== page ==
The one feature that can render a game in this genre unplayable is balance. Well, Tunche is rather well done in that respect. The main issue is that whole levels have many mini areas within. There’s more than a healthy amount, but as you progress forward, fighting begins to crawl. Furthermore, if you enjoy long sessions, combat becomes a repetitive chore. There’s not enough to keep it exciting, and despite the game trying to negate button mashing, repeated play devolves to that very thing. Nothing motivates me to keep going, bringing me to the most baffling aspect - Hat Kid. She’s available from the beginning. Having her act as an unlockable could have been the reason to push on after beating the main story. As is, she’s used as a selling point and not as an extra treat for fans of Hat in Time.


As per my analogy on the narrative, there’s a single twist here. Unfortunately, it only takes one to cause multiple crashes. Tunche is a technological mess in that sense. Throughout my session, I suffered quite a few of them, with the first occurring after dying. The second, third, and fourth examples came about as I was transitioning back to the hub camp. The fifth, sixth, and seventh occurred directly after beating a boss. It certainly sounds horrible on paper because it is. To the game's credit, however, auto-save remains strong, saving my ass on several. Still, having to always reboot got real tiresome, real quick. Fortunately, my progress was never lost, although it got to the point that I’d tense up anticipating another crash - and that’s a terrible sign. In a poetic conclusion, Tunche crashed a final time as the credits finished rolling.

As the bearer of bad news, I regretfully report that bugs persist. On the light end of the spectrum, there are graphical hiccups during level transitions. Usually, it shows an image depicting the locale you’re about to visit. About once during each run, though, you’re met with a white rectangle instead. Inside it is multicolour squares with a random item floating at the center. Surprisingly, I had one crash following this, and every other time, Tunche continued into the next biome. Then there’s the bad one - the screen began blinking. It was during the third boss battle. As we fought, everything started flashing pitch black, making it nigh impossible to dodge. Luckily, it happened just as I was about to emerge victoriously. After 20 hours of game time, I suffered this only once. Nevertheless, this game is plagued by poor optimization.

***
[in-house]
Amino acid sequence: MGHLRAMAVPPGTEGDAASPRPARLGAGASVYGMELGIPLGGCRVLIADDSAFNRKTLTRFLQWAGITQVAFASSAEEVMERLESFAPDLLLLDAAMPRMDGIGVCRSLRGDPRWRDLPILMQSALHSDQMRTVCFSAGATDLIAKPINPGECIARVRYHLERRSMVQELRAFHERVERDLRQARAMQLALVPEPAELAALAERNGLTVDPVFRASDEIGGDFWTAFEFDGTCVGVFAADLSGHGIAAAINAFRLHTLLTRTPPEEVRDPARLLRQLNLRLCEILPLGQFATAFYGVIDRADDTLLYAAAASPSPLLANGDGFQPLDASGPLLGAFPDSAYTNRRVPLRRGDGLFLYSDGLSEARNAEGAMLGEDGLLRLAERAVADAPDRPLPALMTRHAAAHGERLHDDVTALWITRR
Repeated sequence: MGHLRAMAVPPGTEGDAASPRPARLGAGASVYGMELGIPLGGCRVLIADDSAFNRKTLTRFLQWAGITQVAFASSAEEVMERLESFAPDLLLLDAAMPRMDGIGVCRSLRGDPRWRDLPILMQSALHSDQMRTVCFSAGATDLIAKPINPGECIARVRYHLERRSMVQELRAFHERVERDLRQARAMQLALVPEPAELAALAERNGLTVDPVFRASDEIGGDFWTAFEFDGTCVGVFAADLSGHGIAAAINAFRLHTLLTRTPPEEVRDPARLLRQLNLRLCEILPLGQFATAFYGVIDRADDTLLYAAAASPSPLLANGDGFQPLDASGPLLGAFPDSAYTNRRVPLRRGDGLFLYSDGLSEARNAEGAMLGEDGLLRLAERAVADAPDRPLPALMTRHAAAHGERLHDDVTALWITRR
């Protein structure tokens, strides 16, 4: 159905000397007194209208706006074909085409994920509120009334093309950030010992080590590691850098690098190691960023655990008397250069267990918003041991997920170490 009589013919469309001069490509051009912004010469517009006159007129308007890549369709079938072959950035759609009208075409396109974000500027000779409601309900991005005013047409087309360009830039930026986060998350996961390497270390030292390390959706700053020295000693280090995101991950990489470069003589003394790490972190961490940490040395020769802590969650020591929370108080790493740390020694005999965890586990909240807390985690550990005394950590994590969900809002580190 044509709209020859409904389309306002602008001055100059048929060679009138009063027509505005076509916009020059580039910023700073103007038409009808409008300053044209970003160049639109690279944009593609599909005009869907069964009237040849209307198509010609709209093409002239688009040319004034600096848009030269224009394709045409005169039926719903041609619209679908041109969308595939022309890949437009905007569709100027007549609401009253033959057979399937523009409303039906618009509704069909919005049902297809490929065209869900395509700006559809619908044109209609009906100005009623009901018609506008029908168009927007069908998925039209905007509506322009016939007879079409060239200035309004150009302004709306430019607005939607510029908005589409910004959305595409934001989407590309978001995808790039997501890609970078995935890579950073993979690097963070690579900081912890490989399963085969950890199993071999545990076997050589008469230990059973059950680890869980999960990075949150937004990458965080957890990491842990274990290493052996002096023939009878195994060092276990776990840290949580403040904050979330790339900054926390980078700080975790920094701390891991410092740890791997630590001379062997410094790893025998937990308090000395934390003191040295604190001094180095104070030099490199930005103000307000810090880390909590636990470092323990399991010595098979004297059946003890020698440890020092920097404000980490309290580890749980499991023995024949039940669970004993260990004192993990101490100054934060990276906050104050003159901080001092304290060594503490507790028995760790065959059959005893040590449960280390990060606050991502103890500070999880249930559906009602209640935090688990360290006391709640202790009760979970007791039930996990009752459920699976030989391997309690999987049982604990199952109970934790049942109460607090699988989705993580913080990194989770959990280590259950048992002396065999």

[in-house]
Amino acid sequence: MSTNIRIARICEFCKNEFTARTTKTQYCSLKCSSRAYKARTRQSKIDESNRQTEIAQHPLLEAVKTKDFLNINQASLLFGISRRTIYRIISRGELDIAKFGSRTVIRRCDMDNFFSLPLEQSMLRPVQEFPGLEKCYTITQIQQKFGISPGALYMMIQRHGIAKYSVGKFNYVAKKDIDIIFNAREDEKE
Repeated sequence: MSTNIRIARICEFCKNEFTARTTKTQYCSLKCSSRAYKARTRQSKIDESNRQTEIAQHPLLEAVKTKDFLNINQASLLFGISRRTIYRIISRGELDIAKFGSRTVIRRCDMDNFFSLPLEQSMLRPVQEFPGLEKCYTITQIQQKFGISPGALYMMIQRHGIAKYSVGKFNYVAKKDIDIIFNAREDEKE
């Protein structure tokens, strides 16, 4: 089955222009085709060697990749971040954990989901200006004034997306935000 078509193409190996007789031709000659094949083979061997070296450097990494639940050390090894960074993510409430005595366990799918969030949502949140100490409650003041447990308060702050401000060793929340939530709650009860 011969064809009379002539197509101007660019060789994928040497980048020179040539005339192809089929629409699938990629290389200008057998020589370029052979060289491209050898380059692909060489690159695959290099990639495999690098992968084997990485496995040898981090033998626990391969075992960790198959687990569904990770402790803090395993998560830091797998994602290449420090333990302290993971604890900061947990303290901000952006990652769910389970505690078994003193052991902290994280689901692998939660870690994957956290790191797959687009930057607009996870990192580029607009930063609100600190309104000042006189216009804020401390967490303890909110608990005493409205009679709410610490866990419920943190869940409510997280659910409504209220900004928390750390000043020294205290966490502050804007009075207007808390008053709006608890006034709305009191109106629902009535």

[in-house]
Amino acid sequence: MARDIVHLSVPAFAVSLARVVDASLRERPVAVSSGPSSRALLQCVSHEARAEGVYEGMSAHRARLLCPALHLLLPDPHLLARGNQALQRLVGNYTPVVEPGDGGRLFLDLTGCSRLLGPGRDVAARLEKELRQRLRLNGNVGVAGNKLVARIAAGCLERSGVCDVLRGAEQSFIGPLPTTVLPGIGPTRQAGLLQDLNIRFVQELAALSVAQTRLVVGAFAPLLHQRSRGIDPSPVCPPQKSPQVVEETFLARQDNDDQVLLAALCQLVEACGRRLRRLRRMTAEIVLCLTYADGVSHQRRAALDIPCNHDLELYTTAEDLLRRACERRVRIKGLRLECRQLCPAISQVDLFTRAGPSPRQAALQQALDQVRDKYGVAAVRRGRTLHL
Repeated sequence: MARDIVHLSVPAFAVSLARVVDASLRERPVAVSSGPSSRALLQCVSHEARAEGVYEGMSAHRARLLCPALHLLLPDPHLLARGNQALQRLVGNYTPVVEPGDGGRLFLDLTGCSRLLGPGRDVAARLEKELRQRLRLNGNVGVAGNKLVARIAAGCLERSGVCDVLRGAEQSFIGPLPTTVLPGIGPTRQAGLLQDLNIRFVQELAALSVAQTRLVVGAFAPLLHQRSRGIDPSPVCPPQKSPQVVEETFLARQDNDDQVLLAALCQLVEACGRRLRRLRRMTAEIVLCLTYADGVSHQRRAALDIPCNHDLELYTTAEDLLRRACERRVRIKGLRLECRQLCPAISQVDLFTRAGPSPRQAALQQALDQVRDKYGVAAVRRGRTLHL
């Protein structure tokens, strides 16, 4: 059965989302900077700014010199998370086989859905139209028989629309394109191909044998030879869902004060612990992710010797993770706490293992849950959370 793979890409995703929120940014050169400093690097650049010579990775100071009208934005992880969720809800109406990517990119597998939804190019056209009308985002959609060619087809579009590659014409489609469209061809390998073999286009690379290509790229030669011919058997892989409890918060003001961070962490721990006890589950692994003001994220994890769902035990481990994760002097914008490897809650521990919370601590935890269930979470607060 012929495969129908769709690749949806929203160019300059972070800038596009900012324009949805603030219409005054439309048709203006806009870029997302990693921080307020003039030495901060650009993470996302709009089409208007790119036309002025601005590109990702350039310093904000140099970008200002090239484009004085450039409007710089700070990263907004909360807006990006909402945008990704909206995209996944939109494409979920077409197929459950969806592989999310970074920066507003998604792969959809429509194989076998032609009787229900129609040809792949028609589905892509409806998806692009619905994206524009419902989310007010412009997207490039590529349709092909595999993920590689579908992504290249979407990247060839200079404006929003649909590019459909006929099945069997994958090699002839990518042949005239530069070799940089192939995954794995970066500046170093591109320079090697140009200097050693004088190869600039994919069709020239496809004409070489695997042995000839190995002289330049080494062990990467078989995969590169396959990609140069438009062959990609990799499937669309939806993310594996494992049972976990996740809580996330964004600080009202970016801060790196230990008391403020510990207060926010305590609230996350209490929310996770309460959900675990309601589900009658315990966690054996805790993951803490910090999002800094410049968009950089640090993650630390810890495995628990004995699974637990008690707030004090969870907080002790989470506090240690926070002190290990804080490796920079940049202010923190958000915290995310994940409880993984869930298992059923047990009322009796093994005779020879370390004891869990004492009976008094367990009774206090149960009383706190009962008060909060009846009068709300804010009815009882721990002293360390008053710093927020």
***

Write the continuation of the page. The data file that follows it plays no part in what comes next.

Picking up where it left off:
MY FINGERS ARE TIRED! - Accessibility

In this day and age, I’m surprised by the omission of remappable buttons. Tunche, unfortunately, is one of those titles, an absence that works against it. Simply put, the current layout is unintuitive, with “Y” acting as the melee button. Due to the nerve damage to my right side, it’s difficult to stretch without feeling any strain. Sure, I could still execute combos but not as effective. I struggled to smash it at the speed that moves demanded, unlike if it were programmed to “A.” To test out my theory, I remapped everything through the system itself. The catch, however, is the in-game prompts didn’t alter alongside it. That was jarring and threw me off, causing me to mistakenly mash the wrong command, leading to a preventable death. Upon switching back, I did, eventually, adjust to “Y” but needed breaks to rest my thumb during a prolonged session.


Puzzling decisions and poor stability hold down Tunche. The gameplay, while fun, doesn’t hold up after a long, several-hour session, sadly. There’s an expiration date, but it manages to regain some fun factor after a break. I did enjoy that each character received an individual story in the form of a comic book. It, however, is seemingly randomly stumbled on, with some runs turning them up in consecutive fashion and others turning up nothing. That was an issue as my memory made it difficult to keep track. Fortunately, they can be reviewed afterwards through a nifty little quality of life addition. There are skill trees, too, but they’re unlike other Roguelites. They have zero semblance of character building, resembling a level system instead, and teaching brand new techniques. Realistically, Tunche is a good time waster, but the unreliable performance makes it a forgettable one, too.

With decent music and gameplay loop, Tunche is a title best bought during a sale. That said, I give it a score of 6.

Special thanks to Team Critical Hit, who provided the code used for this coverage on behalf of HypeTrain Digital.